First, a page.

OBJECTIVES: To test whether family doctors, office staff, and patients will report medical errors and to investigate differences in how and what they report. METHODS: Clinicians, staff, and patients in 10 family medicine clinics of the American Academy of Family Physicians National Research Network representing a diversity of clinical and community settings were invited to report errors they observed. They were asked to report routinely during 10 weeks and to report every error on 5 specific days. They submitted anonymous reports via a Web site, paper forms, and a voice-activated phone system. RESULTS: Four hundred one clinicians and staff reported 935 errors within 717 events, 37% (265) of which came from the 5 intensive reporting days and 61% (440) from routine reports. Staff made 384 (53%) reports, and clinicians, 342 (47%) reports. Most (96%) errors reported were process errors, not related to knowledge or skill. Staff reported more errors in patient flow and communication; clinicians reported more medication and laboratory errors. Reports suggest that patients with complex health issues (31% versus 20%, P = 0.013) are vulnerable to more severe outcomes. Patients submitted 126 reports, 18 of which included errors. CONCLUSIONS: Clinicians and staff offer different and independently valuable lenses for understanding errors and their outcomes in primary care, but both predominantly reported process- or system-related errors. There is a clear need to find more effective ways to invite patients to report on errors or adverse events. These findings suggest that patient safety organizations authorized by recent legislation should invite reports from a variety of health care workers and staff.

  • Prometheus: Igniting Payment Reform2 page PDF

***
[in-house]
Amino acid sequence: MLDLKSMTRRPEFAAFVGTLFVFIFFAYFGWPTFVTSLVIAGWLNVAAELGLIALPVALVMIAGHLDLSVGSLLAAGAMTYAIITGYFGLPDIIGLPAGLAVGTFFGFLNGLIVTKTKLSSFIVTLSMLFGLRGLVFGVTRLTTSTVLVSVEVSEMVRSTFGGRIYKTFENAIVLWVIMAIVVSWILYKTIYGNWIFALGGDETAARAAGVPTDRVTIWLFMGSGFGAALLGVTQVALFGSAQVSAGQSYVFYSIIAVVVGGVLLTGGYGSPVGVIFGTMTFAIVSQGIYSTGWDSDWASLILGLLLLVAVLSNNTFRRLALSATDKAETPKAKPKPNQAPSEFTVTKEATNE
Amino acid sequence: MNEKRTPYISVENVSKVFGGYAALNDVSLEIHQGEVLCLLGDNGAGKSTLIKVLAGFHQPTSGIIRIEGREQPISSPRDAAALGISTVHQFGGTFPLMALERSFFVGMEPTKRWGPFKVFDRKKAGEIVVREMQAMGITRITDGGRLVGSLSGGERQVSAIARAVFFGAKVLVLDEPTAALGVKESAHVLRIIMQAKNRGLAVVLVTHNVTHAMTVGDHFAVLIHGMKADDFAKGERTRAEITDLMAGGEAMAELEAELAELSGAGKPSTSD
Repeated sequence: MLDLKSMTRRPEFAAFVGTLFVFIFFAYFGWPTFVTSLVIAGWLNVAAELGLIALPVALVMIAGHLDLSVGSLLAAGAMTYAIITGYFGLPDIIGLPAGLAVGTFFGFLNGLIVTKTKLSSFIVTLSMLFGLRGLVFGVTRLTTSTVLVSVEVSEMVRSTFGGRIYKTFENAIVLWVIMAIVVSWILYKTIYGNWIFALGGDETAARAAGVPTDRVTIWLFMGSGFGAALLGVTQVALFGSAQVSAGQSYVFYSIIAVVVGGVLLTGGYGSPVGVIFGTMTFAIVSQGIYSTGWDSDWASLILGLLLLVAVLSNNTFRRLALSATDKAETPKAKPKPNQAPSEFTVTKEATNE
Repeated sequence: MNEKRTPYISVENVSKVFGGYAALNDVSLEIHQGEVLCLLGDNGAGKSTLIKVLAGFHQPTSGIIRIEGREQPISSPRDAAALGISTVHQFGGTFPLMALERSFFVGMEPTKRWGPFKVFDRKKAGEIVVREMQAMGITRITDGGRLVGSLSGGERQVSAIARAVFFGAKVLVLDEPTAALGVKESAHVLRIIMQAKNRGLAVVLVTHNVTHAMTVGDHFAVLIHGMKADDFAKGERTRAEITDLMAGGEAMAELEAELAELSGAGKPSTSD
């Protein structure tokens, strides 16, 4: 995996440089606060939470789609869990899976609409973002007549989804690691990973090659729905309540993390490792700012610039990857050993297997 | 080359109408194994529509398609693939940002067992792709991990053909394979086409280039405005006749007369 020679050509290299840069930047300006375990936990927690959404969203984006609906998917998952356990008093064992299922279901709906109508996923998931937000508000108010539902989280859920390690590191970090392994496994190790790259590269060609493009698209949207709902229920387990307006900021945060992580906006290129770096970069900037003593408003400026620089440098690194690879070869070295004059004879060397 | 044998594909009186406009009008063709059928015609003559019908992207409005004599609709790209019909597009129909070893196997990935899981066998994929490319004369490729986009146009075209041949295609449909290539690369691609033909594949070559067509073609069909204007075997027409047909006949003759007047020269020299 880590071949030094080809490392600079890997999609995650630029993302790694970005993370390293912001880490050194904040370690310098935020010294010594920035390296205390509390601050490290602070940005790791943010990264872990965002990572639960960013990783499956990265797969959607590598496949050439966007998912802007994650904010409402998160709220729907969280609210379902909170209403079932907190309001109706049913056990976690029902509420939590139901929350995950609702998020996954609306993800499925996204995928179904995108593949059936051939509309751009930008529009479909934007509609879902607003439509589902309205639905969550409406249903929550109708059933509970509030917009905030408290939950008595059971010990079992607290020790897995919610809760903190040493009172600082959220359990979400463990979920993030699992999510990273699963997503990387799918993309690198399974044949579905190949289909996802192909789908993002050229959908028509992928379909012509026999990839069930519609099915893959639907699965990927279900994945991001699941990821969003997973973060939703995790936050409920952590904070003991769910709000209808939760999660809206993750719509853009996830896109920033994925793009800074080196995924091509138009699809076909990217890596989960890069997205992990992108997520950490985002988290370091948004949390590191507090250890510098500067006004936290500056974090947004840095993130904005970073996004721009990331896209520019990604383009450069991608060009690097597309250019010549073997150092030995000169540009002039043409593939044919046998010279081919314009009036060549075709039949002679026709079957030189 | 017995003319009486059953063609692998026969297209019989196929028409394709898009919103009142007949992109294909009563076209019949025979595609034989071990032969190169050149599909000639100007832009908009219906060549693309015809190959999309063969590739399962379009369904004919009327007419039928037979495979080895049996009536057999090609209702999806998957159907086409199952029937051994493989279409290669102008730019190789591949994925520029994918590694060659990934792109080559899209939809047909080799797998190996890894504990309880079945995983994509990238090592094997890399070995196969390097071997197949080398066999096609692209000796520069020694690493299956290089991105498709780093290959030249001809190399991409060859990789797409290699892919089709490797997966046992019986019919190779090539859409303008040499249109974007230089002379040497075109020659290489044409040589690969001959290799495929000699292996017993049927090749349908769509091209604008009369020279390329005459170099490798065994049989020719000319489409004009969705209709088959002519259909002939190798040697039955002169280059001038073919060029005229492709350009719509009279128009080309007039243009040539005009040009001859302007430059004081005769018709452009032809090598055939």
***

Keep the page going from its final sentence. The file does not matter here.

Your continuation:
Presentations | Jun 15, 2006 | Francois DeBrantes National Coordinator Bridges to Excellence

    Prometheus: Igniting payment reform

  • Healthstat: Making America's Health Care More Affordable43 page PDF

    Presentations | Feb 15, 2006 | R. Eric Hart, MD

    HealthSTAT: Making America's health care more affordable

  • Excess, Shortage, or Sufficient Physician Workforce: How Could We Know?

    One Pagers | Nov 01, 2005 | Martey Dodoo, PhD; Robert Phillips, MD, MSPH; Larry Green, MD; Ginger Ruddy, MD; Jessica McCann, MD; Lawrence Klein, PhD

    At least three models have been used to project the future physician workforce, and each produces different results. No physician workforce predictions can be relied on until there is more consideration of and agreement on desired health outcomes and what physicians must do to achieve them.

  • Physician Workforce: Legal Immigrants will Extend Baby Boom Demands

    One Pagers | Oct 15, 2005 | Martey Dodoo, PhD; Robert Phillips, MD, MSPH; Larry Green, MD; Ginger Ruddy, MD; Jessica McCann, MD; Lawrence Klein, PhD

    The baby boom generation will place large demands on the Medicare program and the U.S. health care system. These demands may be extended by a large legal immigrant population that will become Medicare-eligible soon after the baby boom generation does. The U.S. health care system should be prepared for sustained stress from this aging population.

  • Physician Assistant and Nurse Practitioner Workforce Trends

    One Pagers | Oct 01, 2005 | Jessica McCann, MD; Robert Phillips, MD, MSPH; Edward O'Neil, MD; Ginger Ruddy, MD; Martey Dodoo, PhD' Lawrence Klein, PhD